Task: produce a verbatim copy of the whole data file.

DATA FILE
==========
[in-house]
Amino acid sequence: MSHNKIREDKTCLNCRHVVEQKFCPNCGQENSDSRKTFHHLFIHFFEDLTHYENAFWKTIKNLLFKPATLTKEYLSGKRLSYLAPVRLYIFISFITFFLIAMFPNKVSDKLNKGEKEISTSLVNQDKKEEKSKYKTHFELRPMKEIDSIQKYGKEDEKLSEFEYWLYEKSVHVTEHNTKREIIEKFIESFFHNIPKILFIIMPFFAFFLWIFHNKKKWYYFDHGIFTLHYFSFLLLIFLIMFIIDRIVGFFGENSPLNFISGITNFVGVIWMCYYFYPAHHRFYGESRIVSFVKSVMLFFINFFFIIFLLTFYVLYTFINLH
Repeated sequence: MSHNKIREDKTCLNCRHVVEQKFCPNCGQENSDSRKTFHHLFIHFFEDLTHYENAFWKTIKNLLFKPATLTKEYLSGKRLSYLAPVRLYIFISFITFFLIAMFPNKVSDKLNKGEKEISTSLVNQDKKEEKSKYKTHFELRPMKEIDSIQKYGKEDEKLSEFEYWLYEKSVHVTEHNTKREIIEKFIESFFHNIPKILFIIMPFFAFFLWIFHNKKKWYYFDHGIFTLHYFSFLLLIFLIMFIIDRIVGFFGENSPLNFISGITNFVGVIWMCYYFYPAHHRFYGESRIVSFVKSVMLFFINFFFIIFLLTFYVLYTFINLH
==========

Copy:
[in-house]
Amino acid sequence: MSHNKIREDKTCLNCRHVVEQKFCPNCGQENSDSRKTFHHLFIHFFEDLTHYENAFWKTIKNLLFKPATLTKEYLSGKRLSYLAPVRLYIFISFITFFLIAMFPNKVSDKLNKGEKEISTSLVNQDKKEEKSKYKTHFELRPMKEIDSIQKYGKEDEKLSEFEYWLYEKSVHVTEHNTKREIIEKFIESFFHNIPKILFIIMPFFAFFLWIFHNKKKWYYFDHGIFTLHYFSFLLLIFLIMFIIDRIVGFFGENSPLNFISGITNFVGVIWMCYYFYPAHHRFYGESRIVSFVKSVMLFFINFFFIIFLLTFYVLYTFINLH
Repeated sequence: MSHNKIREDKTCLNCRHVVEQKFCPNCGQENSDSRKTFHHLFIHFFEDLTHYENAFWKTIKNLLFKPATLTKEYLSGKRLSYLAPVRLYIFISFITFFLIAMFPNKVSDKLNKGEKEISTSLVNQDKKEEKSKYKTHFELRPMKEIDSIQKYGKEDEKLSEFEYWLYEKSVHVTEHNTKREIIEKFIESFFHNIPKILFIIMPFFAFFLWIFHNKKKWYYFDHGIFTLHYFSFLLLIFLIMFIIDRIVGFFGENSPLNFISGITNFVGVIWMCYYFYPAHHRFYGESRIVSFVKSVMLFFINFFFIIFLLTFYVLYTFINLH